For more than twenty years, whenever I had the opportunity in print, readings, talks, workshops to mention Frances May, I always referred to her as ‘the unofficial poet laureate of Door County.” This was a small part in jest, but a greater part in earnest conviction. She was that good. Deserving such acknowledgement.

Whether it meant anything or not to her but a hearty Frances laugh (and she did find it amusing when I acknowledged her presence and talent before a stranger or a group of my Clearing students), I was never certain. Awards both meant something and nothing to her. Frances’ whole life was poetry. Nothing else mattered. Not even family, when you got right down to it. Oh, she loved/understood her husband (who didn’t have a clue about what made the old girl’s heart really beat) , her son, her grandchildren. They were always out there somewhere in her field of vision. But words were her natural habitat. Shaping them into poems. Her every breath was poetry in the making.

I don’t know how many stories I’ve written and published about Frances, but fearful of this turning into yet another one, when my sole intention from the get-go was a just short news items (ah but it’s hard when you start talking about Frances to not stop talking and sounding like Frances, a non-stop talker who could talk you into oblivion, on and on and on and on….), let me just say that Door County has finally, officially recognized Frances May as our first Poet Laureate, posthumously.

I went to her gravesite the other day to officially tell her, but she was already beyond pleased and honored, laughing and telling me about it (you can’t put a good woman, a great poet down even six-feet-under) till I finally had to say: “Frances, Hold it! I have to go! I have a million stops to make. Bless you, woman—you old broad (a word she loved to use to describe herself). You were always a winner in my book(s).”

So let’s honor Frances as she honored all the beloved. good words that came to her so beautifully, bountifully.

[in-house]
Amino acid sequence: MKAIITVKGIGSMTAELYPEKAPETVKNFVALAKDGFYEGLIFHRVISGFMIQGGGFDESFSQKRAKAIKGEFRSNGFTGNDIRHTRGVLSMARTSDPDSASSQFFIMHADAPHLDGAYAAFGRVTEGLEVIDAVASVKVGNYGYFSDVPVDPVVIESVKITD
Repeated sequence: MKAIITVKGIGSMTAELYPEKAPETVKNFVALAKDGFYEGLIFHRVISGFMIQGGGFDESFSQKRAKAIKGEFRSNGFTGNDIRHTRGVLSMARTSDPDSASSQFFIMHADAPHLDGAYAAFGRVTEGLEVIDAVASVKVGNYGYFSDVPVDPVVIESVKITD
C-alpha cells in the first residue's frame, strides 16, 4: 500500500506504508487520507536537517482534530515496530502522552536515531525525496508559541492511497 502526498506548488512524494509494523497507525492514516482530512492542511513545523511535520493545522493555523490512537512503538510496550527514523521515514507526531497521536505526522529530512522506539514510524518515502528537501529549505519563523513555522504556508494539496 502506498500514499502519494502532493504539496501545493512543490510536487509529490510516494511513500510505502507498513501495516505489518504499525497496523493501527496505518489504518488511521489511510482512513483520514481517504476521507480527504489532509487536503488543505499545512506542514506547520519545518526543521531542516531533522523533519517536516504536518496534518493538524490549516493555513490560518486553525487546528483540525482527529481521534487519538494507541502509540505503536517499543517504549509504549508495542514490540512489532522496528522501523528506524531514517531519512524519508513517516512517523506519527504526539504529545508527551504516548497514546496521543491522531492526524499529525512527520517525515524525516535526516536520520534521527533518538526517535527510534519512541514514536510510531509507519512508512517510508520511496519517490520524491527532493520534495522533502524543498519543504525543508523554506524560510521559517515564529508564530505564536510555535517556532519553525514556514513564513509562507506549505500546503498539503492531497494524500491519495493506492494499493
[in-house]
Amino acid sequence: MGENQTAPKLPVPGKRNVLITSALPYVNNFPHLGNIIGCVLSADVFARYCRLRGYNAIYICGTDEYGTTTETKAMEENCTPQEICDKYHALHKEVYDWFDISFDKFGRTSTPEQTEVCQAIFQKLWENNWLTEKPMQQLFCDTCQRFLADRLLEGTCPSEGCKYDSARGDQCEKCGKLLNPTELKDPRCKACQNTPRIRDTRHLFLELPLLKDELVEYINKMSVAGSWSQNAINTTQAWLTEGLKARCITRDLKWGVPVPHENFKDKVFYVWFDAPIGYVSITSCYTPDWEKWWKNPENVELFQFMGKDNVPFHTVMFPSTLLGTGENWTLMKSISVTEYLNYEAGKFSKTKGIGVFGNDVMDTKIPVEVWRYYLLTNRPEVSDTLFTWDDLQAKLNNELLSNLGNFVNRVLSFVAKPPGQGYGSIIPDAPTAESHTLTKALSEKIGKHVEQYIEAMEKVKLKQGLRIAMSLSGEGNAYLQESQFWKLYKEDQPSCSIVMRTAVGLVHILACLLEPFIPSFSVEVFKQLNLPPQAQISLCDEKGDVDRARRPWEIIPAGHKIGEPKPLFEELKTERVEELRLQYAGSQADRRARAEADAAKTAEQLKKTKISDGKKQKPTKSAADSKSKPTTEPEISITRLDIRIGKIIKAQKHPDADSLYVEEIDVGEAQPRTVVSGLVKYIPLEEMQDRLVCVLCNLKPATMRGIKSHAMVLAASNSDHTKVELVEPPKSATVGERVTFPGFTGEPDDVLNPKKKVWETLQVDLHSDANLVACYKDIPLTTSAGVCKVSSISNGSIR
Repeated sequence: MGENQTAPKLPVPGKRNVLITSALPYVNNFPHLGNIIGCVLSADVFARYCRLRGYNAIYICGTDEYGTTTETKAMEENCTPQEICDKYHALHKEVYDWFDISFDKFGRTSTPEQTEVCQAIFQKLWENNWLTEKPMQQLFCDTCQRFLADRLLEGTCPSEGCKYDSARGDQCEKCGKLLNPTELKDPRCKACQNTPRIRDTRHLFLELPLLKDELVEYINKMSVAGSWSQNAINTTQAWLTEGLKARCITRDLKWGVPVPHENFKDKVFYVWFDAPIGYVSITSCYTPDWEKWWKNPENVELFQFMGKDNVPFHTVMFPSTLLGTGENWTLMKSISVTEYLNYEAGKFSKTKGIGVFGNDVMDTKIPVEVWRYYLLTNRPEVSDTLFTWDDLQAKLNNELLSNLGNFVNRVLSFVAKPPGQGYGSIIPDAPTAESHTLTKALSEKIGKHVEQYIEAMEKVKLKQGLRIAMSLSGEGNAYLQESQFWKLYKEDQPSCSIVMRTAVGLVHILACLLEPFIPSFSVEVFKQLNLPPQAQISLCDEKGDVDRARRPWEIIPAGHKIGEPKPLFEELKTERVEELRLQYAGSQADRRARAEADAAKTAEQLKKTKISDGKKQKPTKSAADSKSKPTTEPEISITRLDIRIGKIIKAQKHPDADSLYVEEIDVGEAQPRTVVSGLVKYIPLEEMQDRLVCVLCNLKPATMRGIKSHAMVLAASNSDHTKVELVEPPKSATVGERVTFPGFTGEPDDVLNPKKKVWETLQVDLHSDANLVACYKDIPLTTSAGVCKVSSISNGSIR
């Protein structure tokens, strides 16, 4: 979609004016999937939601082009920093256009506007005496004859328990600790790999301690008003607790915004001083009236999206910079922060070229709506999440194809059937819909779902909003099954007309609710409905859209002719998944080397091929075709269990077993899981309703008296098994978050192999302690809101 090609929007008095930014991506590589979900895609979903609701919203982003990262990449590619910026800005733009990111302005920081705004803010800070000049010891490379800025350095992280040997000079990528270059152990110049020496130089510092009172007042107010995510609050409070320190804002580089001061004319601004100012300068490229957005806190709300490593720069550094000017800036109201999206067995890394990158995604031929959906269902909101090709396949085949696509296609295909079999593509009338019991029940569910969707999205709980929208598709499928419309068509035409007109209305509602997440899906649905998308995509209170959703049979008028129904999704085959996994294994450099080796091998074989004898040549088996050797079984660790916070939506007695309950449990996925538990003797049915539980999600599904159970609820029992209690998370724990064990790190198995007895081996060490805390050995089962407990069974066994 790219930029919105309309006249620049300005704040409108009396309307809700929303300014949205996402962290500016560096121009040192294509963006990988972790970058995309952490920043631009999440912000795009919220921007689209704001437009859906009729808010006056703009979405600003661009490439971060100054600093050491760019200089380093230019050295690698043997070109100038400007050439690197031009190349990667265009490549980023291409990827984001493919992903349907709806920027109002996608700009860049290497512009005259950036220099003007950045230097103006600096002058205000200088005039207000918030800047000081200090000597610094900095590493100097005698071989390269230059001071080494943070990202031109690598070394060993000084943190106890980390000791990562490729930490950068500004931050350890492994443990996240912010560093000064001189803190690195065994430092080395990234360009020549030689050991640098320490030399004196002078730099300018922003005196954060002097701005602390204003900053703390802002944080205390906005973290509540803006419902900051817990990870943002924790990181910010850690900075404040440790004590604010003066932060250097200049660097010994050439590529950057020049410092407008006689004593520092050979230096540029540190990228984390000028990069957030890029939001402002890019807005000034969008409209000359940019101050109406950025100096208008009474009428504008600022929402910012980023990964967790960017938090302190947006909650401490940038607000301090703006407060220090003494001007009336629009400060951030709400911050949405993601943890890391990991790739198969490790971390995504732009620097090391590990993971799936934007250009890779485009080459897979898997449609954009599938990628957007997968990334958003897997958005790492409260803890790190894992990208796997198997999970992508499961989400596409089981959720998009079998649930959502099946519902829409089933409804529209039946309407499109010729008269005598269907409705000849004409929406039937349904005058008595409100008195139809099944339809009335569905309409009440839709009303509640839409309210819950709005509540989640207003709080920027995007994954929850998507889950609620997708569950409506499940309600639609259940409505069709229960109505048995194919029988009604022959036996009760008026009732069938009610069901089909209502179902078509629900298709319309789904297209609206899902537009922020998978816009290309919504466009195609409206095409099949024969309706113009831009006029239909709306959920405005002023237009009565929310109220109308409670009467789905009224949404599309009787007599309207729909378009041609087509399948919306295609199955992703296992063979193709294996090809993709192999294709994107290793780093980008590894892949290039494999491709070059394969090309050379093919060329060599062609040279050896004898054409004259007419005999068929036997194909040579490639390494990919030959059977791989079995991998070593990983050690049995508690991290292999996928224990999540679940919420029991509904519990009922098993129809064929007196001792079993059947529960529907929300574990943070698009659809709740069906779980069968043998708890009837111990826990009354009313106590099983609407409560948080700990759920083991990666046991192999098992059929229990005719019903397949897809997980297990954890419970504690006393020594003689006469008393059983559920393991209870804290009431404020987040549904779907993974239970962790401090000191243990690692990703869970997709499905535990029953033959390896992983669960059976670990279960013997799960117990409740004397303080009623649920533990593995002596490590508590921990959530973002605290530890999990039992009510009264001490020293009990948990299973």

Her first book was NIGHT LETTERS published by Stanton & Lee, 1971, (out-of-print). The legendary Wisconsin writer, August Derleth, was a friend, a great admirer and early publisher of her work. Here’s an early Frances May poem from that book:


Frances May

As long as we trusted
in love for love’s return,
warm and bright as the summer noon
I waded the crick with him
to cool our feet from the dust,
up to my knees in fern;
drank the cold water he poured
into my mouth from his cupped hands,
sinewy, strong as the gourd.
Then, under a Johnny Appleseed limb
to a bob-o-link’s three chord tune,
I gave my heart to the hired man
with golden buttered home-made bread,
raspberry jam and a clean tin spoon.

I helped edit, put together Frances’ third, very fine book, THE SUMMER I WAS A HORSE (1989) and published her last book, posthumously, THE RAIN BARREL, Cross+Roads Press, 2005. Here’s a final poem from our first Poet Laureate of Door County (so perfect, so Frances May) that I selected to lead-off that book.

To All My Friends

Poets don’t die.
They go away somewhere to hide
from the pretenders.
The borderline is a circle
of stumps you can see past
if you stand on your toes
and let the grass spring up
between your toes.
The cotton in your head floats away
and lets you see clearly.
I see bluebirds,
minnows in the creek,
and go back to my violin.


Early November morning, downtown Ellison Bay, Wisconsin.

Everyone’s gone away…nobody’s home…